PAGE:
...where distraction is the main attraction.

Tuesday, May 21, 2013

NOT Single Malt Report: Compass Box Oak Cross

I'm going to do a trio of Compass Box reports this week.  I think I'm the last blogger in the whisky world to try some of these.  But that's what makes me such a hepcat: arriving after the party is over......amirite?

There are (at least) two great sources of online information on Compass Box.  Firstly, the company's website has data sheets on most of their products and some tasting videos led by the owner, blender grand alchemist John Glaser, wherein some extra details are divulged about the specific whiskies within.  Secondly, I recommend the K&L Spirits Podcast that co-starred Mr. Glaser in a conversation with David Driscoll.  Glaser shares so much info that I've had to do a second and third pass at it.

Aside from their Canto series, Compass Box makes blends.  They have blended grains, blended malts, and high-quality blended whiskys.  Oak Cross is their lowest priced blended malt (usually $10-15 less than Spice Tree).  As it's a blended malt, all three of its ingredients are single malt whiskys.  In fact, if my googling is accurate, they're all Diageo malts -- Clynelish (Highland), Dailuane (Speyside), and Teaninch (Highland).  Glaser's previous job with Diageo must have earned him some fantastic supply connections because I doubt Diageo parts with casks easily......though he does mention in the podcast that by keeping the distillery names off the product he has an better time at securing malts.

For Oak Cross, all of the malts spend the first part of their lives in American oak, then they are married together -- 60% in first-fill Bourbon barrels, 40% in American oak casks with new French oak heads (thus an oak cross) for up to 2 years.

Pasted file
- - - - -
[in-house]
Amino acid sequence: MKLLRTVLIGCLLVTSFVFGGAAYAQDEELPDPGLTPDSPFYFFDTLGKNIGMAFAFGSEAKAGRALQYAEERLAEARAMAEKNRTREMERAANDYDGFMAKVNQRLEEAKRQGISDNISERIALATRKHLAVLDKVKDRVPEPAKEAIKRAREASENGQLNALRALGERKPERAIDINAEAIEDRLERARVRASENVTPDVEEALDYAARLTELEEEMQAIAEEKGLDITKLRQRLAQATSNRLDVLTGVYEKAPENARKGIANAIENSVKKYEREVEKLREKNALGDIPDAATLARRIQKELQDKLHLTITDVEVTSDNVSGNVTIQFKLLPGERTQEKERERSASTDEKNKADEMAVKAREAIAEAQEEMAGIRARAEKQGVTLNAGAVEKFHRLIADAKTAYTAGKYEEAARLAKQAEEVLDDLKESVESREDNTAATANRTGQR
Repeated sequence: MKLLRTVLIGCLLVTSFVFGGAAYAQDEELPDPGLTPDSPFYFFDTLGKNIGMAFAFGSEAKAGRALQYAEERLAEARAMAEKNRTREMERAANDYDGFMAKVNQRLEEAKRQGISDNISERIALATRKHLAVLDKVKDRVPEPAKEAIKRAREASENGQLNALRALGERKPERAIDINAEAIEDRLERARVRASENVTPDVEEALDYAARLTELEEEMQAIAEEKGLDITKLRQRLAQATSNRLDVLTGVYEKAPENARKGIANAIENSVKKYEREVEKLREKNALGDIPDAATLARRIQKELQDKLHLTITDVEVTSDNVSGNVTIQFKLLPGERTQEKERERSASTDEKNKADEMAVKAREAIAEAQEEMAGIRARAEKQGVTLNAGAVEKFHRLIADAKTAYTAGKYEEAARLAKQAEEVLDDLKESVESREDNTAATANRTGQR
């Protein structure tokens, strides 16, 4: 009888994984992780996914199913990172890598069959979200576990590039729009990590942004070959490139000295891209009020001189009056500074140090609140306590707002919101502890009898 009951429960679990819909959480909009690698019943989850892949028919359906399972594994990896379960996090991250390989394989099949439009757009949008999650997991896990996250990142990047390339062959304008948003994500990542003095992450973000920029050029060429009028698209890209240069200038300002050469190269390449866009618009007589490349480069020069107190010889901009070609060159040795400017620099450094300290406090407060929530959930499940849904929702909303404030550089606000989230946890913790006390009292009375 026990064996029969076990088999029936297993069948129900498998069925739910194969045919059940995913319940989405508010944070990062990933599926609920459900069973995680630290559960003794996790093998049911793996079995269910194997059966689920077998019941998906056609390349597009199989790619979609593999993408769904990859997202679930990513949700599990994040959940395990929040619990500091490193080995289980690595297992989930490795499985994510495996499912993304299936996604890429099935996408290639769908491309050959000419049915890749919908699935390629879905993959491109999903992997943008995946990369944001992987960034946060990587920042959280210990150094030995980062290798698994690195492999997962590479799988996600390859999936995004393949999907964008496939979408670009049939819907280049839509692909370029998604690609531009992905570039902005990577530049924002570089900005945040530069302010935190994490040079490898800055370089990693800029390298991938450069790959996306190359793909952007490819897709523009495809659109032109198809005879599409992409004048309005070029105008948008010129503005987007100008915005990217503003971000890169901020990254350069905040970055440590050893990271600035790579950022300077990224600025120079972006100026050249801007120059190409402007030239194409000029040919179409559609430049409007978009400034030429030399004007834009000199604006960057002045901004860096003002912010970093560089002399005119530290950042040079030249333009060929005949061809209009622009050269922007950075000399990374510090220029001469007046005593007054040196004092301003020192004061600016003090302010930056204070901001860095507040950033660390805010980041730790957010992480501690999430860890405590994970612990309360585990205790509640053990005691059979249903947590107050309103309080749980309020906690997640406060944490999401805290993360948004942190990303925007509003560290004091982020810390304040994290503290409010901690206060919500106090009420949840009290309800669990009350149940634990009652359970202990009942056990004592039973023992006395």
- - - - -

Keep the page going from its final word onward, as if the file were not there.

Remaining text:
Company: Compass Box
Type: Blended Malt (formerly known as Vatted Malt)
Distilleries: approximately 60% Clynelish, 20% Dailuane, and 20% Teaninch
Age: at least 10 years old
Maturation: see paragraph above
Alcohol by Volume: 43%
Chillfiltered? No
Color added? No
Official product fact sheet PDF

Color -- Amber
Nose -- Peppery orange candies, tropical fruit Skittles, fresh ginger (does ginger smell like it tastes?), and toffee pudding.
Palate -- Big vanilla and apple juice at the start.  Then a little burnt toast and cocoa, followed by apricots and cereal grains.
Finish -- Cherry juice, more of those soft grains, a slight (but very palatable) bitterness.  Mid-length, a little drying.

Nose -- Ooh, this did it.  Swims like a champ.  Loads of butter and butterscotch.  Orange Tang, limes, Smarties, and caramel sauce.  Yum.
Palate -- Sticky sweet butterscotch pudding.
Finish -- As often happens when water is applied to whisky, the stamina gets knocked down here.  It's still malty with the tannic drying, but there are also some stone fruits floating around.

As much fun as Oak Cross is when served neatly, I actually enjoyed it more with a few drops of water.  After applying the drips, I gave it 10 minutes to mingle, then it blossomed.  This isn't a dense sophisticated whisky.  That's not the purpose it serves.  Instead, it's a bright soft springtime whisky.

I didn't catch as many spice notes as others have, but I found a whole basket of fruits and candies.  Though I'm still working on the whisky-food-matching thing, Glaser (who knows better than I) recommends it matched with cheeses.  Sounds good to me.

Availability - Most liquor specialists
Pricing - $45-$55
Rating - 85  (water gave it an extra couple of points)